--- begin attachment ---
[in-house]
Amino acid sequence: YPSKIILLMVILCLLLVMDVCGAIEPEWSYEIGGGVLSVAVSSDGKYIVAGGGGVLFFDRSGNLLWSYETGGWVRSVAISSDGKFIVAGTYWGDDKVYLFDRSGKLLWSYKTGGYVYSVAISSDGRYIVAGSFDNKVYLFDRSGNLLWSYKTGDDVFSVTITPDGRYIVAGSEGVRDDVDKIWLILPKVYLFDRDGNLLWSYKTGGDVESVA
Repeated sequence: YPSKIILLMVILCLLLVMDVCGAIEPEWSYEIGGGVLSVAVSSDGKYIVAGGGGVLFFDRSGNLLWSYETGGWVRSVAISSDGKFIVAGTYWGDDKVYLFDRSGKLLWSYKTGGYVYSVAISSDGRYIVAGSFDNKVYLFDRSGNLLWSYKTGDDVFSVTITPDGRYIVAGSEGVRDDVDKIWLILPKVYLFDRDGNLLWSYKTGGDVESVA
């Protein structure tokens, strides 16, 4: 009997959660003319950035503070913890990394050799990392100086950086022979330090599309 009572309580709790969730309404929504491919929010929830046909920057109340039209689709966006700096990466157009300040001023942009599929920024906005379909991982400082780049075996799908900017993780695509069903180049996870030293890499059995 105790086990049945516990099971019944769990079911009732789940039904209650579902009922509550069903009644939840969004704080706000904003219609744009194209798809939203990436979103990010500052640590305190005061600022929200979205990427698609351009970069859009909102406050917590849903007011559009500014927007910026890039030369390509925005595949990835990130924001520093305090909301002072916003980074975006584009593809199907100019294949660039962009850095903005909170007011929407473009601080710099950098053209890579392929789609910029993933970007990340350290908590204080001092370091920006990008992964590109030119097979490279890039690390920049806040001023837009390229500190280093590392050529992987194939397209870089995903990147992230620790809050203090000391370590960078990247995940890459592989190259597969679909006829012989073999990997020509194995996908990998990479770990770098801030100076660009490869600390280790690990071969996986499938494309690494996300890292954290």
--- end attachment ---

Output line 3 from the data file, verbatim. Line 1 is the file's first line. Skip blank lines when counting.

Repeated sequence: YPSKIILLMVILCLLLVMDVCGAIEPEWSYEIGGGVLSVAVSSDGKYIVAGGGGVLFFDRSGNLLWSYETGGWVRSVAISSDGKFIVAGTYWGDDKVYLFDRSGKLLWSYKTGGYVYSVAISSDGRYIVAGSFDNKVYLFDRSGNLLWSYKTGDDVFSVTITPDGRYIVAGSEGVRDDVDKIWLILPKVYLFDRDGNLLWSYKTGGDVESVA